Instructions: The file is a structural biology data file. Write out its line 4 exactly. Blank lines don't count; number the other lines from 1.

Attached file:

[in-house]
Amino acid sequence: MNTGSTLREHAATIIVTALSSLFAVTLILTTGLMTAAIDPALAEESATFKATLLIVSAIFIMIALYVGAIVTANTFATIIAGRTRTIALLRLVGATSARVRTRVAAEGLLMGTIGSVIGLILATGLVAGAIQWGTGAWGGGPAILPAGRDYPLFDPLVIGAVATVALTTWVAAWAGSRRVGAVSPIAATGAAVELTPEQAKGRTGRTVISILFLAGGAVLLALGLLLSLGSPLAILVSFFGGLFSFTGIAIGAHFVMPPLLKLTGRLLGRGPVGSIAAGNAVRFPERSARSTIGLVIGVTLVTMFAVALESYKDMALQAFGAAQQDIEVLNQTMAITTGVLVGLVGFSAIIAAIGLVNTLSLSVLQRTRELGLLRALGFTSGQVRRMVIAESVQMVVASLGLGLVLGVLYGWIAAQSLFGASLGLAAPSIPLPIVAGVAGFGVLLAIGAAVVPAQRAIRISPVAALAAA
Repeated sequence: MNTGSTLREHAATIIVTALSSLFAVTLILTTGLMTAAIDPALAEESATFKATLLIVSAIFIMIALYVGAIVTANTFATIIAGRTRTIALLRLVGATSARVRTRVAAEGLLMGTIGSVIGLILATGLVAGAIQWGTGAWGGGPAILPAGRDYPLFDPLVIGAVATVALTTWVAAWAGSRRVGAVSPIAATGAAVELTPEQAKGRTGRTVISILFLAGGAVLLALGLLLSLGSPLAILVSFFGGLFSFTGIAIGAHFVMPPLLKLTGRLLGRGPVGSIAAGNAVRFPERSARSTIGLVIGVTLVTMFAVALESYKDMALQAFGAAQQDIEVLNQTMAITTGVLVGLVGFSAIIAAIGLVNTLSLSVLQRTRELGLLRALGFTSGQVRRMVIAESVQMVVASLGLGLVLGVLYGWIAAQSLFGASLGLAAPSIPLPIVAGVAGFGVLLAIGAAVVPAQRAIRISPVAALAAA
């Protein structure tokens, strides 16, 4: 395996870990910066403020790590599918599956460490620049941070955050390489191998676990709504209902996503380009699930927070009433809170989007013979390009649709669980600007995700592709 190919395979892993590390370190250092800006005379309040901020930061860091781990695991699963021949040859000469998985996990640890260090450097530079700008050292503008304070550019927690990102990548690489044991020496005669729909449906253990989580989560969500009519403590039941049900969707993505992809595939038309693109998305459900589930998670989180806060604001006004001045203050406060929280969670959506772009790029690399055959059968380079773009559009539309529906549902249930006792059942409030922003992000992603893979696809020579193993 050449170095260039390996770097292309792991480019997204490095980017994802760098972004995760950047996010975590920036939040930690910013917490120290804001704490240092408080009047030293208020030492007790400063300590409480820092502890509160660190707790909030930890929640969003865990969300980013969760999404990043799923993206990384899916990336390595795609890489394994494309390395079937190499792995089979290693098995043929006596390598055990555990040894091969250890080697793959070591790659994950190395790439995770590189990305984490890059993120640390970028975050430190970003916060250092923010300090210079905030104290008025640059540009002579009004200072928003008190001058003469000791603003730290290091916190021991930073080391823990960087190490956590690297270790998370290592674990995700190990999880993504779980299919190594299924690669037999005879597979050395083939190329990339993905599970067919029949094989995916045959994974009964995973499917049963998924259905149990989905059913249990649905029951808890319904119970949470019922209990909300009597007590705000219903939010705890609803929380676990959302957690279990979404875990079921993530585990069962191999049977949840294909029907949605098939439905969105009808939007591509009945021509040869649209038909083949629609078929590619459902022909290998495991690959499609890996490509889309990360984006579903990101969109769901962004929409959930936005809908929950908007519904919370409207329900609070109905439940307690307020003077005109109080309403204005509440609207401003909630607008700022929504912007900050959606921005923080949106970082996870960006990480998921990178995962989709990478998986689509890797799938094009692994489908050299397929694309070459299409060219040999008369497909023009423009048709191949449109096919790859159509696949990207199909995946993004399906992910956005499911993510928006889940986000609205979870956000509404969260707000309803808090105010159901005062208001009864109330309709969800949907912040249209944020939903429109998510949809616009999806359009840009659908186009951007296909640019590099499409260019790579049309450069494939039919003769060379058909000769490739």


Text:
């Protein structure tokens, strides 16, 4: 395996870990910066403020790590599918599956460490620049941070955050390489191998676990709504209902996503380009699930927070009433809170989007013979390009649709669980600007995700592709 190919395979892993590390370190250092800006005379309040901020930061860091781990695991699963021949040859000469998985996990640890260090450097530079700008050292503008304070550019927690990102990548690489044991020496005669729909449906253990989580989560969500009519403590039941049900969707993505992809595939038309693109998305459900589930998670989180806060604001006004001045203050406060929280969670959506772009790029690399055959059968380079773009559009539309529906549902249930006792059942409030922003992000992603893979696809020579193993 050449170095260039390996770097292309792991480019997204490095980017994802760098972004995760950047996010975590920036939040930690910013917490120290804001704490240092408080009047030293208020030492007790400063300590409480820092502890509160660190707790909030930890929640969003865990969300980013969760999404990043799923993206990384899916990336390595795609890489394994494309390395079937190499792995089979290693098995043929006596390598055990555990040894091969250890080697793959070591790659994950190395790439995770590189990305984490890059993120640390970028975050430190970003916060250092923010300090210079905030104290008025640059540009002579009004200072928003008190001058003469000791603003730290290091916190021991930073080391823990960087190490956590690297270790998370290592674990995700190990999880993504779980299919190594299924690669037999005879597979050395083939190329990339993905599970067919029949094989995916045959994974009964995973499917049963998924259905149990989905059913249990649905029951808890319904119970949470019922209990909300009597007590705000219903939010705890609803929380676990959302957690279990979404875990079921993530585990069962191999049977949840294909029907949605098939439905969105009808939007591509009945021509040869649209038909083949629609078929590619459902022909290998495991690959499609890996490509889309990360984006579903990101969109769901962004929409959930936005809908929950908007519904919370409207329900609070109905439940307690307020003077005109109080309403204005509440609207401003909630607008700022929504912007900050959606921005923080949106970082996870960006990480998921990178995962989709990478998986689509890797799938094009692994489908050299397929694309070459299409060219040999008369497909023009423009048709191949449109096919790859159509696949990207199909995946993004399906992910956005499911993510928006889940986000609205979870956000509404969260707000309803808090105010159901005062208001009864109330309709969800949907912040249209944020939903429109998510949809616009999806359009840009659908186009951007296909640019590099499409260019790579049309450069494939039919003769060379058909000769490739």